Myeni was Bosasa’s go-to. She had clout, Zuma’s ear & collected his money

Former Bosasa top boss Angelo Agrizzi is testifying at the state capture commission in Parktown, Johannesburg. He returns to the stand clutching one of his infamous black books, which are said to contain the names of the people who received bribes from Bosasa. Picture: Felix Dlangamandla/Netwerk24
Former Bosasa top boss Angelo Agrizzi is testifying at the state capture commission in Parktown, Johannesburg. He returns to the stand clutching one of his infamous black books, which are said to contain the names of the people who received bribes from Bosasa. Picture: Felix Dlangamandla/Netwerk24

Angelo Agrizzi may be the name on everyone’s lips after days of shocking testimony before the inquiry into state capture. But on Monday he circled back to one of the main characters in what has become one of South Africa’s most-watched reality TV shows – former president Jacob Zuma.

Agrizzi, who served as chief operations officer at business services company Bosasa, accused Zuma of taking bribes to advance the company’s business interests and to ensure it would be safe from prosecution.

Enter Dudu Myeni, a close friend of Zuma’s, former chairperson of the South African Airways board and chairperson of Zuma’s charity foundation. Agrizzi said that Myeni was important to Bosasa because she had influence in government and could “swing deals”. She was also apparently the person who would deliver money to Zuma for favours for Bosasa that were given to her by another name has become a household one since the inquiry started – Bosasa chief executive Gavin Watson.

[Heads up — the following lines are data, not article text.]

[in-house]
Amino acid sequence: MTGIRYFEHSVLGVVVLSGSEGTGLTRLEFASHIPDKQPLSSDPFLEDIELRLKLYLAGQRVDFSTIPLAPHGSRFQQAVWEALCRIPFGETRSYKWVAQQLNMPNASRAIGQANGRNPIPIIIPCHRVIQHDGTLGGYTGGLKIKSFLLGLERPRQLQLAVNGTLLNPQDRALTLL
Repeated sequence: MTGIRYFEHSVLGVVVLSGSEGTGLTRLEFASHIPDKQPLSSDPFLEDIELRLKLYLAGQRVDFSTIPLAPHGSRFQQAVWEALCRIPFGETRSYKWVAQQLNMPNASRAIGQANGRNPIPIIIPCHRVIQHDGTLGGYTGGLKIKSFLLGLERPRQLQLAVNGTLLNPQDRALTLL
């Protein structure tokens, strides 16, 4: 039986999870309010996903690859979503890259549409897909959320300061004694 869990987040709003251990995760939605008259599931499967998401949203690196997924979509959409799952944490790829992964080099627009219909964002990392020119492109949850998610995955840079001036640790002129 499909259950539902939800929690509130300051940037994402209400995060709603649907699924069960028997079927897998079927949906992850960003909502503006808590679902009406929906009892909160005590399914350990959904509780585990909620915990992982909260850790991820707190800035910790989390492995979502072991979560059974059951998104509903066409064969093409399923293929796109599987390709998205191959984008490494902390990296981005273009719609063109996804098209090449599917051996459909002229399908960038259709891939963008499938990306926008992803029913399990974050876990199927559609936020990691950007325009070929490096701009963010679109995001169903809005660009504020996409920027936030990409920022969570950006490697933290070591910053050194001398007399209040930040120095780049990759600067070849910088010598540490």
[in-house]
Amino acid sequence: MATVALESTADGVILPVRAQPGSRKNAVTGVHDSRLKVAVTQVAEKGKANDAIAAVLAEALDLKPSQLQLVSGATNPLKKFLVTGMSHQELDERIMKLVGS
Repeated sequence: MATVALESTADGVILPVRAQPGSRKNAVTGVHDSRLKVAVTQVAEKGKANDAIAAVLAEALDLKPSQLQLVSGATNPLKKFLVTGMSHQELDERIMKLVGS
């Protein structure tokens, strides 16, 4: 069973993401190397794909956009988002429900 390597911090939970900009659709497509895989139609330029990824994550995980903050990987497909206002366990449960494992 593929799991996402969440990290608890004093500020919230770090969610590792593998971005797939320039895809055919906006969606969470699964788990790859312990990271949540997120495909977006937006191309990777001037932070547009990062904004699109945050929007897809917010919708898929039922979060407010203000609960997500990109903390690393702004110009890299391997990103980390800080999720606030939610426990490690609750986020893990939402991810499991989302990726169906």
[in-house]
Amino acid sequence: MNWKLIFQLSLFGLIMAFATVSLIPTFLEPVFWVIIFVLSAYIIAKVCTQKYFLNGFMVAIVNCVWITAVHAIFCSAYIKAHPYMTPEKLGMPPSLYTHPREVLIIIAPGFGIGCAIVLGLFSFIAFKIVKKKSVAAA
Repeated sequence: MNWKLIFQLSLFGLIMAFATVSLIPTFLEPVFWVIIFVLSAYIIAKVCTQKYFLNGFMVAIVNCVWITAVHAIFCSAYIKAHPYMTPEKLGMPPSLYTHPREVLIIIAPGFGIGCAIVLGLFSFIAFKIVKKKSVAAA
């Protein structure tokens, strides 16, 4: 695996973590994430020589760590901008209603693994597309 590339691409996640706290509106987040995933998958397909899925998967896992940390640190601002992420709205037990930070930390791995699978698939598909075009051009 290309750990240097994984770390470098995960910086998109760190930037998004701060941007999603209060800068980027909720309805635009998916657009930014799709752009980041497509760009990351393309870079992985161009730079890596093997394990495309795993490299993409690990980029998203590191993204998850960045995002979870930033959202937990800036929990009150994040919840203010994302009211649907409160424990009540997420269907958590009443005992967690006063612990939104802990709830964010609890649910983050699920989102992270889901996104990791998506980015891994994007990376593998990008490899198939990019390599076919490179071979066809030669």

On Monday, Agrizzi testified that Watson was “quite open” about the fact that he paid Myeni R300 000 monthly “for the Jacob G Zuma Foundation”.

Once, he said, he saw a Louis Vuitton handbag stuffed with R300 000 at Bosasa’s offices. This handbag was delivered to Myeni, who thanked Agrizzi for it.

“She was over the moon,” he told Deputy Chief Justice Raymond Zondo, who was heading up the state capture inquiry.

Agrizzi said the money was supposed to be going to Zuma’s foundation, but he didn’t believe the foundation received this money.

“Surely if it’s for a foundation you would do an electronic funds transfer? Why would you want it in cash?” Agrizzi said.

Watson was also worried that Myeni was not delivering all of the money and asked Zuma about it.

When Watson asked the former president whether the money was received, Zuma responded with a “yes”, saying he did get monthly payments from Myeni, Agrizzi testified.

Zuma has been accused of allowing the Gupta family, who were in business with his son, to influence government contracts and Cabinet appointments.

Myeni, Zuma, his son and the Guptas deny any wrongdoing.

Zuma is also still on trial for taking bribes from arms dealers in the late 1990s, and he’s expected back in court in May this year.

Agrizzi has kept the nation enthralled during the Zondo commission of inquiry with his revelations of cash being packed into grey bags for bribes and then delivered to politicians, government officials and even journalists.

But the high-profile names that have been dropped during the commission’s sittings have caused even more tension within the ruling party.

City Press reported on Sunday how ANC leaders who want a clean-out were banking on the internal election vetting process for parliamentary lists to root out the rogue elements linked to the Bosasa rot, as evidence mounts at the Zondo commission that party leaders and state officials were in the pockets of businesspeople.